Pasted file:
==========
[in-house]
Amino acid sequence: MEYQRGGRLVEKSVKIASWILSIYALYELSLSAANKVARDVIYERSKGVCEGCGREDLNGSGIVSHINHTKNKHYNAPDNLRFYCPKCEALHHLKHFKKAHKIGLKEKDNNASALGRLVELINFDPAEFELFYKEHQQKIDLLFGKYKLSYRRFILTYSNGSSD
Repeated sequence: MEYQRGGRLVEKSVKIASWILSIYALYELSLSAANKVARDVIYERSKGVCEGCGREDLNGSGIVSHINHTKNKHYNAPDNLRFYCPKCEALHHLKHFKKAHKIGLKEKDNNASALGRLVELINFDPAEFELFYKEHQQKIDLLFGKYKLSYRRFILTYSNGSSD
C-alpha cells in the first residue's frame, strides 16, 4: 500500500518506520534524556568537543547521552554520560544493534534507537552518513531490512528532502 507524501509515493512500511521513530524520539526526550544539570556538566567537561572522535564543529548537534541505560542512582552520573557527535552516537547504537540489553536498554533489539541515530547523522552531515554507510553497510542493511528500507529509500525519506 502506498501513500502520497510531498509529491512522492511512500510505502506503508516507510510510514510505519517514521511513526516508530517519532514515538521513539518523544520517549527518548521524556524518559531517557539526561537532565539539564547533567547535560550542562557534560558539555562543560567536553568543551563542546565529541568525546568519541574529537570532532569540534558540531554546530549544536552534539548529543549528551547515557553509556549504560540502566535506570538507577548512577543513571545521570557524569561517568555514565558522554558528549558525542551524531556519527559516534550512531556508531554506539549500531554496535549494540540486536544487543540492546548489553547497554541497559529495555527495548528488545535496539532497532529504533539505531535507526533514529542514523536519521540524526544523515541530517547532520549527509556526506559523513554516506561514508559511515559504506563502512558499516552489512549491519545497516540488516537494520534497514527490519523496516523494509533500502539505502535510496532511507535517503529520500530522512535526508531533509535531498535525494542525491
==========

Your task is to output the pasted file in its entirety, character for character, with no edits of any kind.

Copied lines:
[in-house]
Amino acid sequence: MEYQRGGRLVEKSVKIASWILSIYALYELSLSAANKVARDVIYERSKGVCEGCGREDLNGSGIVSHINHTKNKHYNAPDNLRFYCPKCEALHHLKHFKKAHKIGLKEKDNNASALGRLVELINFDPAEFELFYKEHQQKIDLLFGKYKLSYRRFILTYSNGSSD
Repeated sequence: MEYQRGGRLVEKSVKIASWILSIYALYELSLSAANKVARDVIYERSKGVCEGCGREDLNGSGIVSHINHTKNKHYNAPDNLRFYCPKCEALHHLKHFKKAHKIGLKEKDNNASALGRLVELINFDPAEFELFYKEHQQKIDLLFGKYKLSYRRFILTYSNGSSD
C-alpha cells in the first residue's frame, strides 16, 4: 500500500518506520534524556568537543547521552554520560544493534534507537552518513531490512528532502 507524501509515493512500511521513530524520539526526550544539570556538566567537561572522535564543529548537534541505560542512582552520573557527535552516537547504537540489553536498554533489539541515530547523522552531515554507510553497510542493511528500507529509500525519506 502506498501513500502520497510531498509529491512522492511512500510505502506503508516507510510510514510505519517514521511513526516508530517519532514515538521513539518523544520517549527518548521524556524518559531517557539526561537532565539539564547533567547535560550542562557534560558539555562543560567536553568543551563542546565529541568525546568519541574529537570532532569540534558540531554546530549544536552534539548529543549528551547515557553509556549504560540502566535506570538507577548512577543513571545521570557524569561517568555514565558522554558528549558525542551524531556519527559516534550512531556508531554506539549500531554496535549494540540486536544487543540492546548489553547497554541497559529495555527495548528488545535496539532497532529504533539505531535507526533514529542514523536519521540524526544523515541530517547532520549527509556526506559523513554516506561514508559511515559504506563502512558499516552489512549491519545497516540488516537494520534497514527490519523496516523494509533500502539505502535510496532511507535517503529520500530522512535526508531533509535531498535525494542525491